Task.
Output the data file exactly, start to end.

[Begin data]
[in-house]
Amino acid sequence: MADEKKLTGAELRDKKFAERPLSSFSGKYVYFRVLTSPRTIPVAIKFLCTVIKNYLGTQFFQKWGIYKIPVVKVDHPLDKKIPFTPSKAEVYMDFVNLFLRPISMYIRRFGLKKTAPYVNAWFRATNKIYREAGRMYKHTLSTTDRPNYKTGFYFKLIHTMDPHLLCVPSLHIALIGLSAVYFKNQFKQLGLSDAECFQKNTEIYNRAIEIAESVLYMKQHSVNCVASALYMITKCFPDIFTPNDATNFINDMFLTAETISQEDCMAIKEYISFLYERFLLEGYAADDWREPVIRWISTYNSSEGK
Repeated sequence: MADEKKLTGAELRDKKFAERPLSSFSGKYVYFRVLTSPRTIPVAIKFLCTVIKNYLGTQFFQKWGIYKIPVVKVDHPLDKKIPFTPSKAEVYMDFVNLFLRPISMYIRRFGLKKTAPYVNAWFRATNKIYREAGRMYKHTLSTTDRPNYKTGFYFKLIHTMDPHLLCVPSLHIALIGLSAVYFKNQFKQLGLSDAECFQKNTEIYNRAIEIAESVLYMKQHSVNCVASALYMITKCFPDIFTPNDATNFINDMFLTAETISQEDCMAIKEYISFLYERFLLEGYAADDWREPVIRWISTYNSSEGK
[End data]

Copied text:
[in-house]
Amino acid sequence: MADEKKLTGAELRDKKFAERPLSSFSGKYVYFRVLTSPRTIPVAIKFLCTVIKNYLGTQFFQKWGIYKIPVVKVDHPLDKKIPFTPSKAEVYMDFVNLFLRPISMYIRRFGLKKTAPYVNAWFRATNKIYREAGRMYKHTLSTTDRPNYKTGFYFKLIHTMDPHLLCVPSLHIALIGLSAVYFKNQFKQLGLSDAECFQKNTEIYNRAIEIAESVLYMKQHSVNCVASALYMITKCFPDIFTPNDATNFINDMFLTAETISQEDCMAIKEYISFLYERFLLEGYAADDWREPVIRWISTYNSSEGK
Repeated sequence: MADEKKLTGAELRDKKFAERPLSSFSGKYVYFRVLTSPRTIPVAIKFLCTVIKNYLGTQFFQKWGIYKIPVVKVDHPLDKKIPFTPSKAEVYMDFVNLFLRPISMYIRRFGLKKTAPYVNAWFRATNKIYREAGRMYKHTLSTTDRPNYKTGFYFKLIHTMDPHLLCVPSLHIALIGLSAVYFKNQFKQLGLSDAECFQKNTEIYNRAIEIAESVLYMKQHSVNCVASALYMITKCFPDIFTPNDATNFINDMFLTAETISQEDCMAIKEYISFLYERFLLEGYAADDWREPVIRWISTYNSSEGK